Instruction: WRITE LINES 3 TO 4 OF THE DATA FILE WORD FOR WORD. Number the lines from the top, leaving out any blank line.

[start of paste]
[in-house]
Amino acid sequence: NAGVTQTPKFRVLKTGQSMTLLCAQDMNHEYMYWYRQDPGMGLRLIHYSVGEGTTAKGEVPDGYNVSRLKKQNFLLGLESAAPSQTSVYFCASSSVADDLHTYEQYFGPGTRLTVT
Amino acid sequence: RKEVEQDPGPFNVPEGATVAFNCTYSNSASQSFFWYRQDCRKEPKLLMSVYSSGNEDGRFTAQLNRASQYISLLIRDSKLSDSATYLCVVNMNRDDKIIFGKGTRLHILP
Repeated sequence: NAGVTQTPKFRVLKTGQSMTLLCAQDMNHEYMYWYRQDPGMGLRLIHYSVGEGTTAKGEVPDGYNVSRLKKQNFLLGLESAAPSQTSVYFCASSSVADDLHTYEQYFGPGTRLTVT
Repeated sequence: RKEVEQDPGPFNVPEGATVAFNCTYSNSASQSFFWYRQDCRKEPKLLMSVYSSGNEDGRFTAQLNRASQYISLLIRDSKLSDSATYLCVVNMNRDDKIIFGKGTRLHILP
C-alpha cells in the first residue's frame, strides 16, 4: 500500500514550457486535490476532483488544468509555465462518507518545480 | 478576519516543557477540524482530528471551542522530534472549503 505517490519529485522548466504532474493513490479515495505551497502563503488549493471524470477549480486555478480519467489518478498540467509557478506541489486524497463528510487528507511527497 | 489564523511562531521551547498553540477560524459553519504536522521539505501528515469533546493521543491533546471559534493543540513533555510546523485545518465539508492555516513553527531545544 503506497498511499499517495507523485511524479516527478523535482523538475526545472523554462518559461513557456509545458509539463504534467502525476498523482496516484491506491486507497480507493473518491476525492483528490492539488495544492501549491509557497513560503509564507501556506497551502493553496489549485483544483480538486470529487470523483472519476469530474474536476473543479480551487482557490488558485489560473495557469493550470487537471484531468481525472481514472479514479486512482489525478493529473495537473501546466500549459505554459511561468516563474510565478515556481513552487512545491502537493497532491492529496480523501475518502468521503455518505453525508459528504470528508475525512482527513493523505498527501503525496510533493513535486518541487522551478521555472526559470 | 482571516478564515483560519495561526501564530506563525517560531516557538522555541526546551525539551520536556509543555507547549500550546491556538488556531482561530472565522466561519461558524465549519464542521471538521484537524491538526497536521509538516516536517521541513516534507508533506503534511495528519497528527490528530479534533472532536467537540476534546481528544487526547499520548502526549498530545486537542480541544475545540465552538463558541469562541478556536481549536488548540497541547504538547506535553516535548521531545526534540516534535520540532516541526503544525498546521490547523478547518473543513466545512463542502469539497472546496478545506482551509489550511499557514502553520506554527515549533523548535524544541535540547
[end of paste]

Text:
Amino acid sequence: RKEVEQDPGPFNVPEGATVAFNCTYSNSASQSFFWYRQDCRKEPKLLMSVYSSGNEDGRFTAQLNRASQYISLLIRDSKLSDSATYLCVVNMNRDDKIIFGKGTRLHILP
Repeated sequence: NAGVTQTPKFRVLKTGQSMTLLCAQDMNHEYMYWYRQDPGMGLRLIHYSVGEGTTAKGEVPDGYNVSRLKKQNFLLGLESAAPSQTSVYFCASSSVADDLHTYEQYFGPGTRLTVT